Liza of Lambeth

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Liza of Lambeth (1897) was W. Somerset Maugham's first novel, which he wrote while working as a doctor at a hospital in Lambeth[1], then a working class district of London. It depicts the short life and death of Liza Kemp, an 18-year-old factory worker who lives together with her aging mother in Vere Street (obviously fictional) off Westminster Bridge Road (real) in Lambeth. All in all, it gives the reader an interesting insight into the everyday lives of working class Londoners at the turn of the century.


Plot summary

The action covers a period of roughly four months—from August to November—around the time of Queen Victoria's Jubilee. Liza Kemp is an 18-year-old factory worker and the youngest of 13 children, now living alone with her ageing and incompetent mother. Very popular with all the residents—both young and old—of Vere Street, Lambeth, she cannot really make up her mind as far as her love life is concerned. She very much likes Tom, a boy her age, but when he proposes to her she rejects him ("I don't love yer so as ter marry yer"). Nevertheless she is persuaded to join a party of 32 who make a coach trip (in a horse-drawn coach, of course) to a nearby village on the August Bank Holiday Monday. Some of the other members of the party are Tom; Liza's friend Sally and her boyfriend Harry; and Jim Blakeston, a 40-year-old father of nine who has recently moved to Vere Street with his large family, and his wife (while their eldest daughter, Polly, is taking care of her siblings). The outing is a lot of fun, and they all get more or less drunk on beer. On their way back, in the dark, Liza realizes that Jim Blakeston is making a pass at her by holding her hand. After their arrival back home, Jim manages to speak to her alone and to steal a kiss from her.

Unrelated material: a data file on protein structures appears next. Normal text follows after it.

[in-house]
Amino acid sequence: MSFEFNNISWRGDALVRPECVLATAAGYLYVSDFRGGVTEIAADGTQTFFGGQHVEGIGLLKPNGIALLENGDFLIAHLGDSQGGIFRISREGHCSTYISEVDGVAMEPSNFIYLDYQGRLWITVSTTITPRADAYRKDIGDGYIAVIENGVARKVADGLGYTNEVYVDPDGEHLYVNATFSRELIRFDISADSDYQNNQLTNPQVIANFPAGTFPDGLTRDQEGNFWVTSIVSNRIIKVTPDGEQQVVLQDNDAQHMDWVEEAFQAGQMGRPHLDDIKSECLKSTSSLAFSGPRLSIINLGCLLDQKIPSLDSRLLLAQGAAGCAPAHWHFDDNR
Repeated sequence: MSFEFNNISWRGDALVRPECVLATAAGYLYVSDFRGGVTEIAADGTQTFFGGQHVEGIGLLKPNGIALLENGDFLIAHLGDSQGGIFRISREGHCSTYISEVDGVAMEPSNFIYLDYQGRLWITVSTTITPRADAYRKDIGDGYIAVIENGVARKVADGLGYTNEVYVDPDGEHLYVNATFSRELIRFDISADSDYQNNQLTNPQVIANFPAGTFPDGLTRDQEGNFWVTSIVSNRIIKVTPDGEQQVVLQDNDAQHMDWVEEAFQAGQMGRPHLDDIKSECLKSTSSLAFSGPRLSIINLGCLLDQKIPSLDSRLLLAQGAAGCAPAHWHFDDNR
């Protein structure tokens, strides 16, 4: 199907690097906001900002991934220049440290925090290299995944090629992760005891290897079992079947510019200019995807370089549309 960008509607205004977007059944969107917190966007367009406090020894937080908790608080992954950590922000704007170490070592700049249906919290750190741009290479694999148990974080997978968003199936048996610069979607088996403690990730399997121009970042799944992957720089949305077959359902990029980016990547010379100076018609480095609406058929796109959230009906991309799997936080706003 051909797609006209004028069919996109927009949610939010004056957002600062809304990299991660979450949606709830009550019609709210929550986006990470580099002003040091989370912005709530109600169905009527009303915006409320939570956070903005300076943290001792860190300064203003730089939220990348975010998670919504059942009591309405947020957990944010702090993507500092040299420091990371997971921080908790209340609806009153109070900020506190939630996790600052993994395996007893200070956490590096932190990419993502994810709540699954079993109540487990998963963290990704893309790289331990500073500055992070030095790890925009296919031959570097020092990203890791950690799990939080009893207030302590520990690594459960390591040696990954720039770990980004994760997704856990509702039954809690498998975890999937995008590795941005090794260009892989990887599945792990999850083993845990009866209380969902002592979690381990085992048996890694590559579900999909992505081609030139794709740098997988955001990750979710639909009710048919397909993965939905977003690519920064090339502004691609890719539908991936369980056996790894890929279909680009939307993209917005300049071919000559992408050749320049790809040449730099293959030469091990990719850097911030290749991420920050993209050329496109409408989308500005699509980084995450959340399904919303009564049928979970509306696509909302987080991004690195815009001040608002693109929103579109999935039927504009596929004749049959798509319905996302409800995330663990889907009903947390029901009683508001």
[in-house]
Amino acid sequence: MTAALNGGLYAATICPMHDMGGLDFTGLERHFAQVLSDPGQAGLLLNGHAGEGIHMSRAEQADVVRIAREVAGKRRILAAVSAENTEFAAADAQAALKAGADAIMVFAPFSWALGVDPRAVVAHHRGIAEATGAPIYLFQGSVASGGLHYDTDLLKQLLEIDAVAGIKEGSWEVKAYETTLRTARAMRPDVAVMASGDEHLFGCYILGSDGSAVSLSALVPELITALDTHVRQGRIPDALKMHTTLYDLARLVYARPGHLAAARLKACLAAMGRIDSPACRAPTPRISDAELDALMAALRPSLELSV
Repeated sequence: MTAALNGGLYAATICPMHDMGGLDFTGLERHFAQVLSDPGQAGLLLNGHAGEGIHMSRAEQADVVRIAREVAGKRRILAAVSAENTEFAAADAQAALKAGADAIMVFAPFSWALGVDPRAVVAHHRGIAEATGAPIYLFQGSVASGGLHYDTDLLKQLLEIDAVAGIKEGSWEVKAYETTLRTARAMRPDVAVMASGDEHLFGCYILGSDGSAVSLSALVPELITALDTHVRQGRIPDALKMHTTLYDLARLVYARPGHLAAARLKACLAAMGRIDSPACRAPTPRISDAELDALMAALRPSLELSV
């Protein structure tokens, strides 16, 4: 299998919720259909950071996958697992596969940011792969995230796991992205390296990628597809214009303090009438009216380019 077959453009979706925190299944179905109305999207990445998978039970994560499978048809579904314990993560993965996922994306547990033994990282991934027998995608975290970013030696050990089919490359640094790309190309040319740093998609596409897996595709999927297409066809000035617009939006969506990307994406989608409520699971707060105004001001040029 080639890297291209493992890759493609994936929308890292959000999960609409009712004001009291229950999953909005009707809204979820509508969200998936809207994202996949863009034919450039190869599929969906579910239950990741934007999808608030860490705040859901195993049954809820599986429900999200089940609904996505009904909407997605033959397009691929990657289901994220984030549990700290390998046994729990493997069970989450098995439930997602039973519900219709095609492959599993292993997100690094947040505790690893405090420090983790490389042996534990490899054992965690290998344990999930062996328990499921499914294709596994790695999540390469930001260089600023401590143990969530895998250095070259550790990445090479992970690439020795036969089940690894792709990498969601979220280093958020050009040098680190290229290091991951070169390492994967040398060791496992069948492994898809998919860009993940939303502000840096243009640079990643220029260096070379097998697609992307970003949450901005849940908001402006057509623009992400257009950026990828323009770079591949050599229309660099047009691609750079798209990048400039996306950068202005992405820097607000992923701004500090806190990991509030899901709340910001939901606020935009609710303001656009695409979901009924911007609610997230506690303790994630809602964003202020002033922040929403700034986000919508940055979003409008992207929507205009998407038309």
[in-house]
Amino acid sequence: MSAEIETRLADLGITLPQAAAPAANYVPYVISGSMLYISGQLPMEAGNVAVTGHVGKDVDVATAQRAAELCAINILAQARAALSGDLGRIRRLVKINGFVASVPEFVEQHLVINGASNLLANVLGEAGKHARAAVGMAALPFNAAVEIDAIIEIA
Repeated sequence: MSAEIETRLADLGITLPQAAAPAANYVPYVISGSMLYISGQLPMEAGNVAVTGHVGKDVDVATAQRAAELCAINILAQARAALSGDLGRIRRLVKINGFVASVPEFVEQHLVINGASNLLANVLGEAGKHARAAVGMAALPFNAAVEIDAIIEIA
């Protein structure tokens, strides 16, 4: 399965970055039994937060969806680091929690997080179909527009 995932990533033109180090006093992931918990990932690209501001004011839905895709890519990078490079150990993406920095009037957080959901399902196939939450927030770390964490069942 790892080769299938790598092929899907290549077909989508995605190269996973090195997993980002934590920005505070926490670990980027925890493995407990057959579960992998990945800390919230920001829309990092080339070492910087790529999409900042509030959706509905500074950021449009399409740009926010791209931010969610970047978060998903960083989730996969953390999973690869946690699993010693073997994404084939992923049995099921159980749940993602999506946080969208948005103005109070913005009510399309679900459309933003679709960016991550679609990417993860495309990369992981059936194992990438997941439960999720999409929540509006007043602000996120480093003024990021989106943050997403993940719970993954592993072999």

Seemingly without considering either the moral implications or the consequences of her actions, Liza feels attracted to Jim. They never appear together in public because they do not want the other residents of Vere Street or their workmates to start talking about them. One of Jim Blakeston's first steps to win Liza's heart is to go to a melodramatic play with her on Saturday night. Afterwards, he succeeds in seducing her (although we never learn where they do it—obviously in the open):

But in the end they do "slide down into the darkness of the passage". (The reader never learns whether at that time Liza is still a virgin or not.) Liza is overwhelmed by love. ("Thus began a time of love and joy.")

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